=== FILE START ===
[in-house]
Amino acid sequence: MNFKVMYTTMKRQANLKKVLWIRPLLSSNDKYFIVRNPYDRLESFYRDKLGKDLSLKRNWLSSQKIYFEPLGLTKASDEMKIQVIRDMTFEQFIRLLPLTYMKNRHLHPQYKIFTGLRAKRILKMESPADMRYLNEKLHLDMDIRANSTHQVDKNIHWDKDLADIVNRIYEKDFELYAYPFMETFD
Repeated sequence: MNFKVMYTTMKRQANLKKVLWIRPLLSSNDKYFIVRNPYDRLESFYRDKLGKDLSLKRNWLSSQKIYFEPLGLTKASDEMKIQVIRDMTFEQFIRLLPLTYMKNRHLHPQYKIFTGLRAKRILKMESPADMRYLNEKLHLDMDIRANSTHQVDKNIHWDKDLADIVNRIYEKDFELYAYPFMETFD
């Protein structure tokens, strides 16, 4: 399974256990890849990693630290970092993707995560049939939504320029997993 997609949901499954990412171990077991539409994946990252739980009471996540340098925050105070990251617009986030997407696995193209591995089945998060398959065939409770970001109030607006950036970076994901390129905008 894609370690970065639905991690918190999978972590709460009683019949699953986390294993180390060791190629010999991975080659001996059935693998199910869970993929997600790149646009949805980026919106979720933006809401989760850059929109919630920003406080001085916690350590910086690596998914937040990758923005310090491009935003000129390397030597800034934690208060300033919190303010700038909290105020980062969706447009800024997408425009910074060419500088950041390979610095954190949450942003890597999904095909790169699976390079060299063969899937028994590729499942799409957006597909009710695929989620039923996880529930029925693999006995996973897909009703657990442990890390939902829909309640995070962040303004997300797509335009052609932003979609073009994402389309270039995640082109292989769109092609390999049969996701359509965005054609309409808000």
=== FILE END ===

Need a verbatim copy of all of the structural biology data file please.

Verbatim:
[in-house]
Amino acid sequence: MNFKVMYTTMKRQANLKKVLWIRPLLSSNDKYFIVRNPYDRLESFYRDKLGKDLSLKRNWLSSQKIYFEPLGLTKASDEMKIQVIRDMTFEQFIRLLPLTYMKNRHLHPQYKIFTGLRAKRILKMESPADMRYLNEKLHLDMDIRANSTHQVDKNIHWDKDLADIVNRIYEKDFELYAYPFMETFD
Repeated sequence: MNFKVMYTTMKRQANLKKVLWIRPLLSSNDKYFIVRNPYDRLESFYRDKLGKDLSLKRNWLSSQKIYFEPLGLTKASDEMKIQVIRDMTFEQFIRLLPLTYMKNRHLHPQYKIFTGLRAKRILKMESPADMRYLNEKLHLDMDIRANSTHQVDKNIHWDKDLADIVNRIYEKDFELYAYPFMETFD
């Protein structure tokens, strides 16, 4: 399974256990890849990693630290970092993707995560049939939504320029997993 997609949901499954990412171990077991539409994946990252739980009471996540340098925050105070990251617009986030997407696995193209591995089945998060398959065939409770970001109030607006950036970076994901390129905008 894609370690970065639905991690918190999978972590709460009683019949699953986390294993180390060791190629010999991975080659001996059935693998199910869970993929997600790149646009949805980026919106979720933006809401989760850059929109919630920003406080001085916690350590910086690596998914937040990758923005310090491009935003000129390397030597800034934690208060300033919190303010700038909290105020980062969706447009800024997408425009910074060419500088950041390979610095954190949450942003890597999904095909790169699976390079060299063969899937028994590729499942799409957006597909009710695929989620039923996880529930029925693999006995996973897909009703657990442990890390939902829909309640995070962040303004997300797509335009052609932003979609073009994402389309270039995640082109292989769109092609390999049969996701359509965005054609309409808000």